The researchers of a recent phase II study set out to assess the activity and safety of moxifloxacin in the initial stage of tuberculosis (TB) treatment, finding that the antibiotic is active against TB and could potentially shorten the duration of treatment for the disease by several months.
The researchers conducted a controlled trial of a regimen that included moxifloxacin in adults with sputum-smear-positive tuberculosis at a hospital in Rio de Janeiro, Brazil.
During the study, 170 participants received isoniazid, rifampicin, and pyrazinamide at standard doses and were assigned to receive either moxifloxacin (400 mg) with a placebo, or ethambutol plus moxifloxacin placebo 5 days per week for 8 weeks. The primary endpoint was the proportion of patients whose sputum culture had converted to negative by week 8. The researchers excluded patients whose baseline cultures were negative, contaminated, or contained drug-resistant Mycobacterium tuberculosis. Additionally, all missing 8-week results were deemed treatment failures.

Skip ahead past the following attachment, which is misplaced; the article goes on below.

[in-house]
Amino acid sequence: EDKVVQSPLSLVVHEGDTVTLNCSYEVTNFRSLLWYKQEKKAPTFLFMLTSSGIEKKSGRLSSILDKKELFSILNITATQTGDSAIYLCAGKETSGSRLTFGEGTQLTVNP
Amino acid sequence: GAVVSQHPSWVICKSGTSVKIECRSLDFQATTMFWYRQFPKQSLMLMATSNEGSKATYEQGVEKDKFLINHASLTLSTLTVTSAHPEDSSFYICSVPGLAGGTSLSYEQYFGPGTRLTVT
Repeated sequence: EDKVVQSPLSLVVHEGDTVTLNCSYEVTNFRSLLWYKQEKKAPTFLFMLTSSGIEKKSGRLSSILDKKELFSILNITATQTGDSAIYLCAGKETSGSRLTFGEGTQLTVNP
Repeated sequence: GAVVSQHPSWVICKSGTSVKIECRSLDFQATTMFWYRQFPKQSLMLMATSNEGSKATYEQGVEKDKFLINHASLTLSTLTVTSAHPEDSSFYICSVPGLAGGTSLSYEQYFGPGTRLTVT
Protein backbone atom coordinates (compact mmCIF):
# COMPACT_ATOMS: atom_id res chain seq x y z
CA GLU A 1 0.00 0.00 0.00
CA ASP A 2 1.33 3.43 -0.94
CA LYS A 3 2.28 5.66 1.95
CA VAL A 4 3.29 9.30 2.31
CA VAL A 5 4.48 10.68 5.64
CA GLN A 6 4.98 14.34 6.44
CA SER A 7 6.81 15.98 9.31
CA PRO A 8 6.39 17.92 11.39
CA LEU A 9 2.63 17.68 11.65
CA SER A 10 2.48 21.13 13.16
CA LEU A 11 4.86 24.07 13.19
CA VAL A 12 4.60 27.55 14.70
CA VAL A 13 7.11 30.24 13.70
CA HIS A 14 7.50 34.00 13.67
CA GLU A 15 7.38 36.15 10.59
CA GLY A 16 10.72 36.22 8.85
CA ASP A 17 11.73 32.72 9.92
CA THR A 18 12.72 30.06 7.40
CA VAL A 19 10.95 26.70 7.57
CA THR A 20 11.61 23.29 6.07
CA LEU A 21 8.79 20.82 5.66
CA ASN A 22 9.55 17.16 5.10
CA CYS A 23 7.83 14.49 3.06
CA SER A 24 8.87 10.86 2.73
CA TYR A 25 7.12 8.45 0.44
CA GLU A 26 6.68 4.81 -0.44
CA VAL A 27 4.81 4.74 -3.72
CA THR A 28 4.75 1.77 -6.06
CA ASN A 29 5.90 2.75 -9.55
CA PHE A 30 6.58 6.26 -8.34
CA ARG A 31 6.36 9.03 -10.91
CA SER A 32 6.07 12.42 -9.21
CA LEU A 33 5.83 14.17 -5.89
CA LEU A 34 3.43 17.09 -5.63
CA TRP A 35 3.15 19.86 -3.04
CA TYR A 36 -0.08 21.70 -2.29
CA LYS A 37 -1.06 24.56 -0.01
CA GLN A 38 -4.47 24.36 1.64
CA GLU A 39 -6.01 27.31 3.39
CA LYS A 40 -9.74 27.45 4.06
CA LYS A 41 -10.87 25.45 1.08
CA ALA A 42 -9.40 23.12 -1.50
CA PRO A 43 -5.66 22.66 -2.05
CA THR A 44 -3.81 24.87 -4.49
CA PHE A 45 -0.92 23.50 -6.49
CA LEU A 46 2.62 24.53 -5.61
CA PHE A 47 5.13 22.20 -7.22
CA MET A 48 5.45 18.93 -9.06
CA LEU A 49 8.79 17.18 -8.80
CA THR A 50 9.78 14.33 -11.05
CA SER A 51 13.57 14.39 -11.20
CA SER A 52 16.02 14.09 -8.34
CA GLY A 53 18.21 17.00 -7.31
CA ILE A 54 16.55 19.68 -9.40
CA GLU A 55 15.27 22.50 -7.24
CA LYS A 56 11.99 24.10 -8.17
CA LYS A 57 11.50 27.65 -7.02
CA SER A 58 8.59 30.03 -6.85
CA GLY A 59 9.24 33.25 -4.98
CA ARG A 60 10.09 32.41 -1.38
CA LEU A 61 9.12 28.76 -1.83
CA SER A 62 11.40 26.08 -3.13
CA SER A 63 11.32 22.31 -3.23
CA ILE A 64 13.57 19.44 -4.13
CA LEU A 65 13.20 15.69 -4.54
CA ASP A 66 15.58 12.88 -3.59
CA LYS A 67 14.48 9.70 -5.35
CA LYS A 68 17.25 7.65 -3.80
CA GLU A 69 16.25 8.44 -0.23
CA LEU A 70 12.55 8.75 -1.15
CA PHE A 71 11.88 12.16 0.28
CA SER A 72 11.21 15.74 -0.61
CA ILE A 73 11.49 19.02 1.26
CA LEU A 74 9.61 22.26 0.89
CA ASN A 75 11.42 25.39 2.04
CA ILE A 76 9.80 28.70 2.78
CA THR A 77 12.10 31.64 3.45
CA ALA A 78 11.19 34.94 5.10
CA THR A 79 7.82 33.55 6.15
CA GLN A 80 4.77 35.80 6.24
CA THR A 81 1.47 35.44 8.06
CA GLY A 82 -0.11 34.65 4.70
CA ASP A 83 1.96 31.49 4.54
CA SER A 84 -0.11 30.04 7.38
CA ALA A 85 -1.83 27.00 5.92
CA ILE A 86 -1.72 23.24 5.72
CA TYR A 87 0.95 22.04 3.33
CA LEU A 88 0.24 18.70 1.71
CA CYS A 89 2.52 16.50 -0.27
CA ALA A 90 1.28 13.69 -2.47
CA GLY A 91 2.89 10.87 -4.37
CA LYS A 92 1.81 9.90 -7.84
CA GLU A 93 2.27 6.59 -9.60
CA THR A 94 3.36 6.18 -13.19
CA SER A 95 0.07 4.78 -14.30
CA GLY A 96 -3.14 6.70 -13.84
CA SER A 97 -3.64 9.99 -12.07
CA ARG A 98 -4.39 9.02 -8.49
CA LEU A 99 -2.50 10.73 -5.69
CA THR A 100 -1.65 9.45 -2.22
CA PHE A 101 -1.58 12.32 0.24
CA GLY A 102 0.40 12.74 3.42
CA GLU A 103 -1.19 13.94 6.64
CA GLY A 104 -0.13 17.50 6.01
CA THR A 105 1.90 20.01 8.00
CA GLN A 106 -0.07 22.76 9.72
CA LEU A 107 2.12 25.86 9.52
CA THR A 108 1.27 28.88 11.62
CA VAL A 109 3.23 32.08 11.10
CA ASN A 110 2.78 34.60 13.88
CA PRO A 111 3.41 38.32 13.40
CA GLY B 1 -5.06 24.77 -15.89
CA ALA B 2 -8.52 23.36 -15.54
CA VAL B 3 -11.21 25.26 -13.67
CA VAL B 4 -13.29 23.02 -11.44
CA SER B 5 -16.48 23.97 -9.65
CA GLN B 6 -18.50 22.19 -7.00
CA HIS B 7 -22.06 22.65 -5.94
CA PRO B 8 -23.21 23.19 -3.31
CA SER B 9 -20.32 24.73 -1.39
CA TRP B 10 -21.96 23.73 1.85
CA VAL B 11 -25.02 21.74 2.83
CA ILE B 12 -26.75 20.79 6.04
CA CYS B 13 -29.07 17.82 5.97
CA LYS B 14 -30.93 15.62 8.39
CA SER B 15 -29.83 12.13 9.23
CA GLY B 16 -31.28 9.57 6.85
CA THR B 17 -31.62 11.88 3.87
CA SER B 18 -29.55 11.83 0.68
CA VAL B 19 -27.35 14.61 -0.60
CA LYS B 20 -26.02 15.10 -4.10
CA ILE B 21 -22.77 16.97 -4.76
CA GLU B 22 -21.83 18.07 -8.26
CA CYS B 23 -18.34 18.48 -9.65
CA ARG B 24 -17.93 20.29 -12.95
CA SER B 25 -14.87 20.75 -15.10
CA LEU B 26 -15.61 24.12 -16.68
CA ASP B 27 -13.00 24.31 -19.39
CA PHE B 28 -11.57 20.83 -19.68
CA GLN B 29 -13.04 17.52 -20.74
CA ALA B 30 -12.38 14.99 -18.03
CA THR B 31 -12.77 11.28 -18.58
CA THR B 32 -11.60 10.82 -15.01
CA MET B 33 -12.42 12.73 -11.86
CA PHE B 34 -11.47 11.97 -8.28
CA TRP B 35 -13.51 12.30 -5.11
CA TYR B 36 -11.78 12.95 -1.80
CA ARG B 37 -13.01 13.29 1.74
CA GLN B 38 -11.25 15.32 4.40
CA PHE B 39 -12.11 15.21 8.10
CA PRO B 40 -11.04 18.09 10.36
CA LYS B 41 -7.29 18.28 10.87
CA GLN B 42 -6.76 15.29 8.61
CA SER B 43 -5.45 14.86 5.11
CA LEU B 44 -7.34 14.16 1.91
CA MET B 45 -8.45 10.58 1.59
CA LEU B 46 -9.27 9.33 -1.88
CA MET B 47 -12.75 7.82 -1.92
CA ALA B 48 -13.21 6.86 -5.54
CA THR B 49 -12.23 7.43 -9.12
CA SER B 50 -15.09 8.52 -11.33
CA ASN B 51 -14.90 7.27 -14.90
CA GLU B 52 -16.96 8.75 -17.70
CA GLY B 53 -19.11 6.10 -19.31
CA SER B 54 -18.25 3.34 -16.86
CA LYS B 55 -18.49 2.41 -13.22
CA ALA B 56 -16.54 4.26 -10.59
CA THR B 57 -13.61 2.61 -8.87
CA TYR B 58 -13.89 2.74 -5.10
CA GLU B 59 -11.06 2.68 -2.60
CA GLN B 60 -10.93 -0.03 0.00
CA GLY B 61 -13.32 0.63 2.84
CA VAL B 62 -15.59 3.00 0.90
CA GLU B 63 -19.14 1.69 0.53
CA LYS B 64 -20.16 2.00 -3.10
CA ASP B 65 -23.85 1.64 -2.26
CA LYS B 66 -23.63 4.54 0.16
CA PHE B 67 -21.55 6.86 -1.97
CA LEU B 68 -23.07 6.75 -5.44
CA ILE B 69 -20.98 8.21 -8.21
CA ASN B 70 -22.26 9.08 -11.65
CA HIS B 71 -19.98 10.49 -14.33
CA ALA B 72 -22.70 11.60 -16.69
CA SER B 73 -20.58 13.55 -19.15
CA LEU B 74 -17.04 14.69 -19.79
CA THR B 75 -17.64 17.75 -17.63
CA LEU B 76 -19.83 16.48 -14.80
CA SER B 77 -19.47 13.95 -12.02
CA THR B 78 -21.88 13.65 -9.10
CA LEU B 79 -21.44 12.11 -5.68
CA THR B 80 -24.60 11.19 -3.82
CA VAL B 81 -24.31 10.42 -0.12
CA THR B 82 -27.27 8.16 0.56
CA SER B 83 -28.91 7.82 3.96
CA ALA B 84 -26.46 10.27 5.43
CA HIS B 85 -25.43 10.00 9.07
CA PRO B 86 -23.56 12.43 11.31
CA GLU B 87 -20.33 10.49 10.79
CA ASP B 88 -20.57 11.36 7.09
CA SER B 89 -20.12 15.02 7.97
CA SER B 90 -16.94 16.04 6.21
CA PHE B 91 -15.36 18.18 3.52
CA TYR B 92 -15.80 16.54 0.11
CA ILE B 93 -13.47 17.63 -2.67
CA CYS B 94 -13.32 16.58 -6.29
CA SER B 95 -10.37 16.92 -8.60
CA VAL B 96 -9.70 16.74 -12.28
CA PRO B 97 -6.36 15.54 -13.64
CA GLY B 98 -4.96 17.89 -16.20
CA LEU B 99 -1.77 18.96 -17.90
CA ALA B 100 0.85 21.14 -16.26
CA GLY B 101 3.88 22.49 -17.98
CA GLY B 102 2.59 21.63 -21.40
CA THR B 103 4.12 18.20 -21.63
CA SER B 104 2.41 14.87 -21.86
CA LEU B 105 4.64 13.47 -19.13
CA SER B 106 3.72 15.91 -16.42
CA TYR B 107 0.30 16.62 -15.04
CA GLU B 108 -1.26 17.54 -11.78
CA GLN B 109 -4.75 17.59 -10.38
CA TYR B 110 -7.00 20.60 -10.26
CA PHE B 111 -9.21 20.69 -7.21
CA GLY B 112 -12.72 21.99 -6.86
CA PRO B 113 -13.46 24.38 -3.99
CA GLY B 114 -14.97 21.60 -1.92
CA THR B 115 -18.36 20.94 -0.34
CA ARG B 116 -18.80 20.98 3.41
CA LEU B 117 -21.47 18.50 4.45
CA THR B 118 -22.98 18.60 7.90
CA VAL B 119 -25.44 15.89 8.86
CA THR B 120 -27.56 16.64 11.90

At the end of 8 weeks, culture conversion to negative had occurred in 59 (80%) of 74 patients in the moxifloxacin group compared with 45 (63%) of 72 in the ethambutol group. There were 16 adverse events (eight in each group) in 12 patients. Only one event was judged related to study drug.
The study is published in The Lancet as part of the feature, “Targeting Tuberculosis.” The feature also includes an editorial highlighting the changing epidemiology of tuberculosis and how it warrants a scaling-up of control efforts worldwide.